Tunable Surface-Functionalized Nanocatalysts for Artificial Photosynthesis
Laura Mallón a b c, Heting Hou a, Álvaro Lozano a, Ignacio Álvarez a, Jordi Creus a b c, Jonathan De Tovar a, Roger Bofill a, Karine Philippot b c, Jordi García-Antón a, Xavier Sala a
a Universitat Autònoma de Barcelona (UAB), Campus UAB, 08193, Bellaterra, Barcelona, Catalonia, Spain
b CNRS, LCC (Laboratoire de Chimie de Coordination), UPR8241, INPT, Université de Toulouse, UPS, Cedex 4, F-31077 Toulouse, France.
c Université Toulouse III - Paul Sabatier, France
Proceedings of International Conference on Frontiers in Electrocatalytic Transformations (INTERECT)
València, Spain, 2021 November 22nd - 23rd
Organizers: Elena Mas Marzá and Ward van der Stam
Poster, Laura Mallón, 035
Publication date: 10th November 2021

The interface between catalyst-ligand/(photo)electrode is a key factor affecting the final (photo)electrocatalytic activity and selectivity of a nanocatalyst. In this regard, the organometallic method is an efficient and versatile synthetic pathway to obtain well-controlled metal nanostructures from the mild decomposition of an organometallic complex under H2.[1] The formation of nanoparticles (NPs) from “naked” metal atoms is  controlled by the addition of stabilizers (i.e. Ligands, supports, etc.). Since only solvent molecules, stabilizing agents and/or hydrides can be present on the surface, this methodology allows to obtain clean and flawless NPs, which constitutes an advantage to study the influence of the stabilizing agents on their morphology, surface chemistry and related catalytic performance. Furthermore, recent studies in our group confirmed the effect of capping ligands at the surface of Ru NPs to induce electronic changes in the nanocatalyst, affecting the electrocatalytic activity of the overall material.[2] In fact, the effect of ligands in the M-H bond energy has been described for HER in several works obtaining a good correlation between experimental exchange current density values and the Gibbs adsorption free energy of hydrogen.[3]

The organometallic approach also allows to introduce supports in the synthetic reaction media, permitting the NPs to directly grow on the surface of (photo)electrodes. This strategy is an interesting way to improve NPs dispersion and avoid aggregation under catalytic turnover. However, the electron transfer process between the catalyst and the (photo)electrode must be mastered. In this regard, the OER performance of hybrid electrodes made of Co-based NPs and carbon fibers (bare or COOH-functionalized) have been recently studied and tailored in our group [4]. The use of two different synthetic procedures (in-situ and ex-situ) and different solvents as NPs (co)stabilizers, allowed to obtain valuable insights about the influence of the metal-ligand/support interface on OER electrodes. In addition, the key importance of mastering the electron transfer processes in OER photocatalysis has been shown by a hybrid dyad system made of a Co3O4 NP core decorated with RuII-polypyridyl complexes.[5] The covalent anchoring of the photosensitizer to the NP improved the electron transfer between both entities, avoiding back-electron transfer phenomena, yielding a hybrid system capable to photo-oxidize water into dioxygen in a more efficient manner.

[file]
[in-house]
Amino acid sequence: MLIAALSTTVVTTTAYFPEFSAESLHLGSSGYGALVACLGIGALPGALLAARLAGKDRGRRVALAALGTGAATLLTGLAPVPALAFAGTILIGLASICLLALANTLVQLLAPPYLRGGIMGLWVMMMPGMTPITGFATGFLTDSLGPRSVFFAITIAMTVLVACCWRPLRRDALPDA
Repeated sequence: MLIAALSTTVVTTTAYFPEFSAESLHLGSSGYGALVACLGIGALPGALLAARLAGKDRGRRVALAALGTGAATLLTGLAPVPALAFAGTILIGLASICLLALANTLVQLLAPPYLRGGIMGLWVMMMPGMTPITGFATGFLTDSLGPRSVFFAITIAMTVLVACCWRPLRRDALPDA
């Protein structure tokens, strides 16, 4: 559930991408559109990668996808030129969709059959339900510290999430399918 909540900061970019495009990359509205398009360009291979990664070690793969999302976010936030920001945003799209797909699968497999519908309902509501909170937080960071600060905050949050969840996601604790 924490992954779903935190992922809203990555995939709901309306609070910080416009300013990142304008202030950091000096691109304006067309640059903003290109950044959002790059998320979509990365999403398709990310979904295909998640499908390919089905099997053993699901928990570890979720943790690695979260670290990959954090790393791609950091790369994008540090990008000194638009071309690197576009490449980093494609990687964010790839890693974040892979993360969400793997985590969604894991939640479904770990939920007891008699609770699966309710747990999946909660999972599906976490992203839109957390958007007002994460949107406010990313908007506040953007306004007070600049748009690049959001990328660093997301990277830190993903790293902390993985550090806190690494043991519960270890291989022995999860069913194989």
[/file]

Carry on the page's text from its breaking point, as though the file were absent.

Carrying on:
Finally, the use of the organometallic approach for the synthesis of mpg-CN (mesoporous graphitic carbon nitride) - Pt NPs has allowed having clean, reproducible and stable surfaces of the supported NPs, decisive features to obtain an active and selective photocatalyst for CO2 reduction.[6] Both the addition of Pt to the organic semiconductor and the use of different metal loadings allow tuning the selectivity among the different possible carbon products.

 

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